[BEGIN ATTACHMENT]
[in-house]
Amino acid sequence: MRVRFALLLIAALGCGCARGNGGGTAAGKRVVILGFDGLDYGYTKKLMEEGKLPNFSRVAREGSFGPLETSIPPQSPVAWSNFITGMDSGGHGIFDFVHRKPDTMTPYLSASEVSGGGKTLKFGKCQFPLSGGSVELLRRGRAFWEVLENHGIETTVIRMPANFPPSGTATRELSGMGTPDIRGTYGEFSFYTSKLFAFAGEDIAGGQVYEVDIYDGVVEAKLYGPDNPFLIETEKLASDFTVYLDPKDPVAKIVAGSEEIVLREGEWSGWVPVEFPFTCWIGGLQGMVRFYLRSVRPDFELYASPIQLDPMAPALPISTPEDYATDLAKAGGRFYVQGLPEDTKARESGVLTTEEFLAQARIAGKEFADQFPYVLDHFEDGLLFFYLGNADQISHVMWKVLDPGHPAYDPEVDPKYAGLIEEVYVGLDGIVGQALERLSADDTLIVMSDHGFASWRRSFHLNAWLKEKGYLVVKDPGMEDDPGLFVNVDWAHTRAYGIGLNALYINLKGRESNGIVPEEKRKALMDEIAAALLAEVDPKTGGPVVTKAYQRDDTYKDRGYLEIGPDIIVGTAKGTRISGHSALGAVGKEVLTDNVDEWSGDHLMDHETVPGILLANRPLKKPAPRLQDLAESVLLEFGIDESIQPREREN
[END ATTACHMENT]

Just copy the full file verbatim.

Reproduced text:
[in-house]
Amino acid sequence: MRVRFALLLIAALGCGCARGNGGGTAAGKRVVILGFDGLDYGYTKKLMEEGKLPNFSRVAREGSFGPLETSIPPQSPVAWSNFITGMDSGGHGIFDFVHRKPDTMTPYLSASEVSGGGKTLKFGKCQFPLSGGSVELLRRGRAFWEVLENHGIETTVIRMPANFPPSGTATRELSGMGTPDIRGTYGEFSFYTSKLFAFAGEDIAGGQVYEVDIYDGVVEAKLYGPDNPFLIETEKLASDFTVYLDPKDPVAKIVAGSEEIVLREGEWSGWVPVEFPFTCWIGGLQGMVRFYLRSVRPDFELYASPIQLDPMAPALPISTPEDYATDLAKAGGRFYVQGLPEDTKARESGVLTTEEFLAQARIAGKEFADQFPYVLDHFEDGLLFFYLGNADQISHVMWKVLDPGHPAYDPEVDPKYAGLIEEVYVGLDGIVGQALERLSADDTLIVMSDHGFASWRRSFHLNAWLKEKGYLVVKDPGMEDDPGLFVNVDWAHTRAYGIGLNALYINLKGRESNGIVPEEKRKALMDEIAAALLAEVDPKTGGPVVTKAYQRDDTYKDRGYLEIGPDIIVGTAKGTRISGHSALGAVGKEVLTDNVDEWSGDHLMDHETVPGILLANRPLKKPAPRLQDLAESVLLEFGIDESIQPREREN